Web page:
A young black chef named Clarence Montgomery is sent to Alcatraz after his white girlfriend is found murdered. He maintains his innocence but few believe him. When Warden James offers Clarence an opportunity to become the prison’s first “colored” head cook, Clarence is more than a little reluctant. He predicts nothing but trouble to come of it. The Warden doesn’t offer him much room to refuse, so Clarence eventually accepts. His first day on the job, he cooks up a delicious feast of smoked ribs and all the fixings, but the white inmates would rather riot than eat his food.
When he shows up in 2012, he goes to fancy country clubs and woos ladies who look like his old girlfriend. He kills them, but seems confused. It’s like he’s compelled to act out a scene over and over, without understanding why. He seeks refuge with a former inmate and friend named Emmitt, who thinks God must have given the still-young Clarence a second chance. When Rebecca and the rest of the team latch on to the case, they notice some things that don’t quite match up with the original murder in 1958. They come to the conclusion that Clarence was innocent of killing his girlfriend, but guilty of the new crimes. They again wonder why the ’63s are coming back deadlier than they used to be.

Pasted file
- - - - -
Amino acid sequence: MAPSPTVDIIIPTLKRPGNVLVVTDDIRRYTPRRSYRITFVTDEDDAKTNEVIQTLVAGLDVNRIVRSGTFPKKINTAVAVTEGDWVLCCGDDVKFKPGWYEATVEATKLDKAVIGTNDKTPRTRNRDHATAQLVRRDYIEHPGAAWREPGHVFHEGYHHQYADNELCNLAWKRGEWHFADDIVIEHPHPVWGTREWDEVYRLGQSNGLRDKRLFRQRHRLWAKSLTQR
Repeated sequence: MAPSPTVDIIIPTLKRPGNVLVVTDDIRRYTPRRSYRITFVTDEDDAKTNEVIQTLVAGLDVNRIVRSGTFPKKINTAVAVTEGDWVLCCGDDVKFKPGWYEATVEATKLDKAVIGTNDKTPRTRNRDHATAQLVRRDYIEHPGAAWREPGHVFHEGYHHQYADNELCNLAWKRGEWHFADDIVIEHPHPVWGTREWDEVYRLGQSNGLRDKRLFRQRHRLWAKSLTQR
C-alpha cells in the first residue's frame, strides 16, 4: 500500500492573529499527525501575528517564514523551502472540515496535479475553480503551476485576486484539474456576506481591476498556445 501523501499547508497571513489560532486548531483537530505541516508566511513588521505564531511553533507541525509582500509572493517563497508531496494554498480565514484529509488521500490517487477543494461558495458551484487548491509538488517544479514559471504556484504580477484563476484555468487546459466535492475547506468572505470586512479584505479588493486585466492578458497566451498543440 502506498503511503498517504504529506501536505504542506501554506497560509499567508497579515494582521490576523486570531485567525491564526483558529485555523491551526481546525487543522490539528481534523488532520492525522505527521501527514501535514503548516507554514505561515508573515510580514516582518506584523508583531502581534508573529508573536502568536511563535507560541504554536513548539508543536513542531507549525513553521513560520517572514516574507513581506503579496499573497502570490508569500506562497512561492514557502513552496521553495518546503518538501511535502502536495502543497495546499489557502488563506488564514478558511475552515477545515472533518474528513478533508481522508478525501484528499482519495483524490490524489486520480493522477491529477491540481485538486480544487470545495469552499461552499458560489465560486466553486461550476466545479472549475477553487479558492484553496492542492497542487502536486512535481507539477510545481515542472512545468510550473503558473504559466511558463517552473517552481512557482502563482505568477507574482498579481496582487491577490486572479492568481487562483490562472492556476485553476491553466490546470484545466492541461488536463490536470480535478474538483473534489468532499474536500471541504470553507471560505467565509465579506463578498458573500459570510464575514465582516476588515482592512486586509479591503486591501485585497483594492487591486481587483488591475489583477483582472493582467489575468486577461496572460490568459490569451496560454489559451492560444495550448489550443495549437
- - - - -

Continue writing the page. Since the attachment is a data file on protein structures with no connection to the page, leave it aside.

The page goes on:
In flashbacks, we see Dr. Beauregard using Lucy’s techniques on Clarence, except in reverse. Instead of taking away a traumatic memory, as Lucy wants, Beauregard implants Clarence with the memories of a killer. Both he and the Warden seem to believe that Clarence is actually innocent, which makes it all the more evil of them. But dramatically intriguing, at least.